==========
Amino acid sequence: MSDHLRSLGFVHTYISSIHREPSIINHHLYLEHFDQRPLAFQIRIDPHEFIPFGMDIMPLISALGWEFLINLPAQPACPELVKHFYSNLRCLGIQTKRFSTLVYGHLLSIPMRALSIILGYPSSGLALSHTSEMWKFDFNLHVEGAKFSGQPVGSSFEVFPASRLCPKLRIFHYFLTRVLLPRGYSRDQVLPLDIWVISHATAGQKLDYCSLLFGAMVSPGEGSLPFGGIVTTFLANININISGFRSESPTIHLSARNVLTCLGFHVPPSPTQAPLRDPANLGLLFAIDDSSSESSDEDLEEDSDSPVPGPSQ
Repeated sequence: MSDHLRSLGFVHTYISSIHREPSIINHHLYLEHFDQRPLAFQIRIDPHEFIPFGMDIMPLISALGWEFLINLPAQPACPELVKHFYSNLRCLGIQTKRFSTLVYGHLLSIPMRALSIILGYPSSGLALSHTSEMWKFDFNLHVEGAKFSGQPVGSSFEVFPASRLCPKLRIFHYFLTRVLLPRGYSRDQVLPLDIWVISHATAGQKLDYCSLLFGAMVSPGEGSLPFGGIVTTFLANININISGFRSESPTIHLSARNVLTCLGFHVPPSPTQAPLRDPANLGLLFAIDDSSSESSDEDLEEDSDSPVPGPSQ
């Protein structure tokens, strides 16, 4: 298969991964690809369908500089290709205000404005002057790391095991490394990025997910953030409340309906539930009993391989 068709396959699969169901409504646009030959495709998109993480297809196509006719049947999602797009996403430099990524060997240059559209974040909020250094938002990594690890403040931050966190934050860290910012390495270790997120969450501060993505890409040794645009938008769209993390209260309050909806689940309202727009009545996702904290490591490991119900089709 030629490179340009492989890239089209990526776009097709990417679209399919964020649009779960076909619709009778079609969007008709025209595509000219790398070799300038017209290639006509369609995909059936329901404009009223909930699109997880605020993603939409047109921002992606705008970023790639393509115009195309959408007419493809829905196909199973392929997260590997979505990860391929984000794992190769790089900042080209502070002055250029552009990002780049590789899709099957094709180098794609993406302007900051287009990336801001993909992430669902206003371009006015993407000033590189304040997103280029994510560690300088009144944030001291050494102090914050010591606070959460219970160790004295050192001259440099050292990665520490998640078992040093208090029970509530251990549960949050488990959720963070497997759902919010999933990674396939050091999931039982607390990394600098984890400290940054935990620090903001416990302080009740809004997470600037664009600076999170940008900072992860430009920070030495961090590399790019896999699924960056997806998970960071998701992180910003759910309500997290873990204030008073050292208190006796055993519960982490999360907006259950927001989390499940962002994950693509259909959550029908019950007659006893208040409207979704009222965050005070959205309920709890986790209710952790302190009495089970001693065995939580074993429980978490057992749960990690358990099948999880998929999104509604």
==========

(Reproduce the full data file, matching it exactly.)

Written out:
Amino acid sequence: MSDHLRSLGFVHTYISSIHREPSIINHHLYLEHFDQRPLAFQIRIDPHEFIPFGMDIMPLISALGWEFLINLPAQPACPELVKHFYSNLRCLGIQTKRFSTLVYGHLLSIPMRALSIILGYPSSGLALSHTSEMWKFDFNLHVEGAKFSGQPVGSSFEVFPASRLCPKLRIFHYFLTRVLLPRGYSRDQVLPLDIWVISHATAGQKLDYCSLLFGAMVSPGEGSLPFGGIVTTFLANININISGFRSESPTIHLSARNVLTCLGFHVPPSPTQAPLRDPANLGLLFAIDDSSSESSDEDLEEDSDSPVPGPSQ
Repeated sequence: MSDHLRSLGFVHTYISSIHREPSIINHHLYLEHFDQRPLAFQIRIDPHEFIPFGMDIMPLISALGWEFLINLPAQPACPELVKHFYSNLRCLGIQTKRFSTLVYGHLLSIPMRALSIILGYPSSGLALSHTSEMWKFDFNLHVEGAKFSGQPVGSSFEVFPASRLCPKLRIFHYFLTRVLLPRGYSRDQVLPLDIWVISHATAGQKLDYCSLLFGAMVSPGEGSLPFGGIVTTFLANININISGFRSESPTIHLSARNVLTCLGFHVPPSPTQAPLRDPANLGLLFAIDDSSSESSDEDLEEDSDSPVPGPSQ
């Protein structure tokens, strides 16, 4: 298969991964690809369908500089290709205000404005002057790391095991490394990025997910953030409340309906539930009993391989 068709396959699969169901409504646009030959495709998109993480297809196509006719049947999602797009996403430099990524060997240059559209974040909020250094938002990594690890403040931050966190934050860290910012390495270790997120969450501060993505890409040794645009938008769209993390209260309050909806689940309202727009009545996702904290490591490991119900089709 030629490179340009492989890239089209990526776009097709990417679209399919964020649009779960076909619709009778079609969007008709025209595509000219790398070799300038017209290639006509369609995909059936329901404009009223909930699109997880605020993603939409047109921002992606705008970023790639393509115009195309959408007419493809829905196909199973392929997260590997979505990860391929984000794992190769790089900042080209502070002055250029552009990002780049590789899709099957094709180098794609993406302007900051287009990336801001993909992430669902206003371009006015993407000033590189304040997103280029994510560690300088009144944030001291050494102090914050010591606070959460219970160790004295050192001259440099050292990665520490998640078992040093208090029970509530251990549960949050488990959720963070497997759902919010999933990674396939050091999931039982607390990394600098984890400290940054935990620090903001416990302080009740809004997470600037664009600076999170940008900072992860430009920070030495961090590399790019896999699924960056997806998970960071998701992180910003759910309500997290873990204030008073050292208190006796055993519960982490999360907006259950927001989390499940962002994950693509259909959550029908019950007659006893208040409207979704009222965050005070959205309920709890986790209710952790302190009495089970001693065995939580074993429980978490057992749960990690358990099948999880998929999104509604």